There are very few, almost only handful films as compellingly personal in its scope and vision as The Tree of Life. It is sheer poetry as it glides from one moment to the next, meditatively aiming for the mysteries of infinity, spirituality and cosmology. Director Terrence Malick's long absences from moviemaking validate the fact that he's been working even when he's not actually working.
In his fifth feature film in a career spanning over three decades, Terrence seeks to portray an overriding theme that most don't give much thought to -- questions that are greater than humanity. This film awakens instant spiritual enquiries within you; how the earth was formed and where is the human life headed, what it is to become of it and whether our faith in God will help us safely enter the next world.
Terrence commences the action with a striking account of the formation of the universe. Just before that, he briefly introduces us to his primary characters, O'Brien (Brad Pitt), his wife (Jessica Chastain) and Jack (Sean Penn). The story is largely seen through the eyes of Jack, now an architect whose life is luxurious but without an apparent purpose. The O'Briens and their boys were once an ordinary family residing in Texas, their existence so detached that one rarely sees their interaction with neighbours or any other characters except in passing.
Unmotivated and phlegmatic, the father encourages his sons to call him sir, instead of dad or papa. He insists they listen to music. Their mother, on the other hand, is affectionate but despondently divorced from their needs of the time. The O'Briens are shattered by the death of one of their sons but dealing with such a loss barely forms an important portion of the themes explored by the writer-director. The family finally relocates to another town and Jack, now in his middle-age,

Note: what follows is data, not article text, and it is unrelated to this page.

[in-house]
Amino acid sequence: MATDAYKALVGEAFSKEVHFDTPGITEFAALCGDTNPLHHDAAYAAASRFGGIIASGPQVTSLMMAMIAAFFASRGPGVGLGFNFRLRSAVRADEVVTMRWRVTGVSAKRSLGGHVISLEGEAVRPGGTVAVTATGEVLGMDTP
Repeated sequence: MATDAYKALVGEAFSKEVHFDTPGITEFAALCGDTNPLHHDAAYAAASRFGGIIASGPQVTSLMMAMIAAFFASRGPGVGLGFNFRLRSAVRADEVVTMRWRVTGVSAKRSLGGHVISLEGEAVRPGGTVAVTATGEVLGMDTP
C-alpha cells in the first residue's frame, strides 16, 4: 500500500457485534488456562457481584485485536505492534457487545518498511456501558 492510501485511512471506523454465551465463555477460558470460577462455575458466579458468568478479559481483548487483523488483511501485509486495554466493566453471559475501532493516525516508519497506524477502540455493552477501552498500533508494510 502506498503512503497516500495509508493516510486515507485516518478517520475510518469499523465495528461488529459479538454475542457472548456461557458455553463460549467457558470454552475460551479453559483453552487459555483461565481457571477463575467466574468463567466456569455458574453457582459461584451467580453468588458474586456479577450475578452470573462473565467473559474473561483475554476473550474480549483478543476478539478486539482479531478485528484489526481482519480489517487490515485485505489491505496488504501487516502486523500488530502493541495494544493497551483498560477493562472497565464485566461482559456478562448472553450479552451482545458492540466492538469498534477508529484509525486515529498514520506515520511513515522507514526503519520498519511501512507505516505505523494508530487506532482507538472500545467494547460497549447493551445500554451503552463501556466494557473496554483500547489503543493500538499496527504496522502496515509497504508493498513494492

misses his dead brother and looks skyward several times over.
A deep religiousness touches every moment in this film, perhaps best represented by the opening quote from the Book of Job and during sermons at the church O'Briens attend with subdued festivity. Right from the beginning, Terrence is not interested in telling us everything about the O'Briens but he examines them with a sense of concern and objectivity. Observe the scenes in which he allows the camera to focus on the lower portions as the parents dandle the kid or the excessive and unlikely spotlight on the gestures of hands. It signifies Terrence's curiosity in capturing larger emotions and fates.
Andrei Tarkovsky, whose path-breaking The Mirror explored time and space, childhood memories and emotional exhaustion, once said, "My encounter with another world and another culture and the beginnings of an attachment to them had set up an irritation like a symptom of the hopelessness of trying to grasp what is boundless, or unite what cannot be joined; a reminder of how finite, how curtailed, our experience on earth must be."
The Tree of Life invokes questions whose answers lay in the belief in God. Terrence drew on his own memoirs for the oneiric reflections that he so frequently employs. His bottom-to-top camera angles, capturing the tree on which flowers bloom eventually, have been used before in Badlands. Terrence's visuals of the creation of earth are treated like an abstract artist's dream, setting the pace for a canvas that will soon be filled up with colours of spirituality.
Yet, the metaphor of tree is life-givingly optimistic. While emphasising upon the transience of human life, The Tree of Life's vital message is voiced by the mother who murmurs, "The only way to be happy is to love. Unless you love, your life will flash by."
The Tree of Life is a brave addition to the discipline of filmmaking that traces its roots straight to the oeuvre of Bergman and Tarkovsky.